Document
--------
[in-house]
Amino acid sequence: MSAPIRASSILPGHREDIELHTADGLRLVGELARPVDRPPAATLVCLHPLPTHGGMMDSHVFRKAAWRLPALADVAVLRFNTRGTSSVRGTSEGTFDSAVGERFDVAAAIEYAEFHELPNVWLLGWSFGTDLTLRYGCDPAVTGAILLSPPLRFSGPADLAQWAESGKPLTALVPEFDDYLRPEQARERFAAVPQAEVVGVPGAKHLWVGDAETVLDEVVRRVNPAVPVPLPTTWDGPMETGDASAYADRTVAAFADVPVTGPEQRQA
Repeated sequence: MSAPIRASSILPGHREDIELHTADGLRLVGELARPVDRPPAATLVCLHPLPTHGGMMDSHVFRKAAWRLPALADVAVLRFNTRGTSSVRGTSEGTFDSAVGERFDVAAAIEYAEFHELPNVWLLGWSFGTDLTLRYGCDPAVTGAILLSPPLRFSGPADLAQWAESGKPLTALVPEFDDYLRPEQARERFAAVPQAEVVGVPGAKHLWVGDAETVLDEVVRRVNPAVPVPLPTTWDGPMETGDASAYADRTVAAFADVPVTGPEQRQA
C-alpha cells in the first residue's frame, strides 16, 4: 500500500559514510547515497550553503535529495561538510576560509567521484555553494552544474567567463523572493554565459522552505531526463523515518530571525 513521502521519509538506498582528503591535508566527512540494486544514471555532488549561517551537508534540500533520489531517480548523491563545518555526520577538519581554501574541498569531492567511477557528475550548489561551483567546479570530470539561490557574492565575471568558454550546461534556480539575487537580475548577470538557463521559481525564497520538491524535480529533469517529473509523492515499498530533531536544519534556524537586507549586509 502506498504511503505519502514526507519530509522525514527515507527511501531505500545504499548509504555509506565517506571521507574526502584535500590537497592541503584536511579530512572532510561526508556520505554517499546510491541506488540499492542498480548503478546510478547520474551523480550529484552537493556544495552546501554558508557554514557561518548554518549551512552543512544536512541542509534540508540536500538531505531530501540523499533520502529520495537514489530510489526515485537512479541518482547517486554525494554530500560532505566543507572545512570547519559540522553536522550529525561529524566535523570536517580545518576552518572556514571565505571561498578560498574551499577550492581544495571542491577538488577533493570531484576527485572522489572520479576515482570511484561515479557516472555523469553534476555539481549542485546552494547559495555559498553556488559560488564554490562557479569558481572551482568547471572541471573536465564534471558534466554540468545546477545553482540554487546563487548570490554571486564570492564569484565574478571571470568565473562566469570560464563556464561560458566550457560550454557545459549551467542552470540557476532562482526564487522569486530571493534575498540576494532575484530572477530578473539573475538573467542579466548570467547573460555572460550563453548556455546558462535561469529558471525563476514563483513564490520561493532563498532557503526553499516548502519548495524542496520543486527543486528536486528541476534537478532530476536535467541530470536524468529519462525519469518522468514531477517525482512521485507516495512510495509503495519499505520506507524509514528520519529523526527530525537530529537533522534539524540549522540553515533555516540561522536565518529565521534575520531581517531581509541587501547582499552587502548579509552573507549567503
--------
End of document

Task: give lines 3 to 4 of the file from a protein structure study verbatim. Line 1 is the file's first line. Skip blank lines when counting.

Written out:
Repeated sequence: MSAPIRASSILPGHREDIELHTADGLRLVGELARPVDRPPAATLVCLHPLPTHGGMMDSHVFRKAAWRLPALADVAVLRFNTRGTSSVRGTSEGTFDSAVGERFDVAAAIEYAEFHELPNVWLLGWSFGTDLTLRYGCDPAVTGAILLSPPLRFSGPADLAQWAESGKPLTALVPEFDDYLRPEQARERFAAVPQAEVVGVPGAKHLWVGDAETVLDEVVRRVNPAVPVPLPTTWDGPMETGDASAYADRTVAAFADVPVTGPEQRQA
C-alpha cells in the first residue's frame, strides 16, 4: 500500500559514510547515497550553503535529495561538510576560509567521484555553494552544474567567463523572493554565459522552505531526463523515518530571525 513521502521519509538506498582528503591535508566527512540494486544514471555532488549561517551537508534540500533520489531517480548523491563545518555526520577538519581554501574541498569531492567511477557528475550548489561551483567546479570530470539561490557574492565575471568558454550546461534556480539575487537580475548577470538557463521559481525564497520538491524535480529533469517529473509523492515499498530533531536544519534556524537586507549586509 502506498504511503505519502514526507519530509522525514527515507527511501531505500545504499548509504555509506565517506571521507574526502584535500590537497592541503584536511579530512572532510561526508556520505554517499546510491541506488540499492542498480548503478546510478547520474551523480550529484552537493556544495552546501554558508557554514557561518548554518549551512552543512544536512541542509534540508540536500538531505531530501540523499533520502529520495537514489530510489526515485537512479541518482547517486554525494554530500560532505566543507572545512570547519559540522553536522550529525561529524566535523570536517580545518576552518572556514571565505571561498578560498574551499577550492581544495571542491577538488577533493570531484576527485572522489572520479576515482570511484561515479557516472555523469553534476555539481549542485546552494547559495555559498553556488559560488564554490562557479569558481572551482568547471572541471573536465564534471558534466554540468545546477545553482540554487546563487548570490554571486564570492564569484565574478571571470568565473562566469570560464563556464561560458566550457560550454557545459549551467542552470540557476532562482526564487522569486530571493534575498540576494532575484530572477530578473539573475538573467542579466548570467547573460555572460550563453548556455546558462535561469529558471525563476514563483513564490520561493532563498532557503526553499516548502519548495524542496520543486527543486528536486528541476534537478532530476536535467541530470536524468529519462525519469518522468514531477517525482512521485507516495512510495509503495519499505520506507524509514528520519529523526527530525537530529537533522534539524540549522540553515533555516540561522536565518529565521534575520531581517531581509541587501547582499552587502548579509552573507549567503